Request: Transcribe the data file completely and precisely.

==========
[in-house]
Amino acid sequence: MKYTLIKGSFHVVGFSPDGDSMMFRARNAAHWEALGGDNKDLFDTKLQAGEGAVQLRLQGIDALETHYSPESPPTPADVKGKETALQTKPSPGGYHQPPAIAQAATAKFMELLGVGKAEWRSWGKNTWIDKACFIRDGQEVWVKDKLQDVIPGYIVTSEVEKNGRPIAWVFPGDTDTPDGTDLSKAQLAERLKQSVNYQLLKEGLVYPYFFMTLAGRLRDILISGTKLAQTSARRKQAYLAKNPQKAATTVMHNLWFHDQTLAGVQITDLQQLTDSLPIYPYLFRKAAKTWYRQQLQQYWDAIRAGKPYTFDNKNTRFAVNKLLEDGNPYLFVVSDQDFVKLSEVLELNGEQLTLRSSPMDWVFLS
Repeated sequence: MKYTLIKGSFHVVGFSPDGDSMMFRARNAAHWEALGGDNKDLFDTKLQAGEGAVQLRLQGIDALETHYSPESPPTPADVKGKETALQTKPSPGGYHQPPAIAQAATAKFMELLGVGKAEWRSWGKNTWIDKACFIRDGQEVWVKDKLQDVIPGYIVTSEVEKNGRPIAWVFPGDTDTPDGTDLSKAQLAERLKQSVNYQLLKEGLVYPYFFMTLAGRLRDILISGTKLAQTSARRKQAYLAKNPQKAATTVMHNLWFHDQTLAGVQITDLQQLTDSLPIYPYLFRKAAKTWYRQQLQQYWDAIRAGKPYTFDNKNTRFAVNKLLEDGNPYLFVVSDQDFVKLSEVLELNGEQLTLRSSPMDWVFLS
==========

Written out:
[in-house]
Amino acid sequence: MKYTLIKGSFHVVGFSPDGDSMMFRARNAAHWEALGGDNKDLFDTKLQAGEGAVQLRLQGIDALETHYSPESPPTPADVKGKETALQTKPSPGGYHQPPAIAQAATAKFMELLGVGKAEWRSWGKNTWIDKACFIRDGQEVWVKDKLQDVIPGYIVTSEVEKNGRPIAWVFPGDTDTPDGTDLSKAQLAERLKQSVNYQLLKEGLVYPYFFMTLAGRLRDILISGTKLAQTSARRKQAYLAKNPQKAATTVMHNLWFHDQTLAGVQITDLQQLTDSLPIYPYLFRKAAKTWYRQQLQQYWDAIRAGKPYTFDNKNTRFAVNKLLEDGNPYLFVVSDQDFVKLSEVLELNGEQLTLRSSPMDWVFLS
Repeated sequence: MKYTLIKGSFHVVGFSPDGDSMMFRARNAAHWEALGGDNKDLFDTKLQAGEGAVQLRLQGIDALETHYSPESPPTPADVKGKETALQTKPSPGGYHQPPAIAQAATAKFMELLGVGKAEWRSWGKNTWIDKACFIRDGQEVWVKDKLQDVIPGYIVTSEVEKNGRPIAWVFPGDTDTPDGTDLSKAQLAERLKQSVNYQLLKEGLVYPYFFMTLAGRLRDILISGTKLAQTSARRKQAYLAKNPQKAATTVMHNLWFHDQTLAGVQITDLQQLTDSLPIYPYLFRKAAKTWYRQQLQQYWDAIRAGKPYTFDNKNTRFAVNKLLEDGNPYLFVVSDQDFVKLSEVLELNGEQLTLRSSPMDWVFLS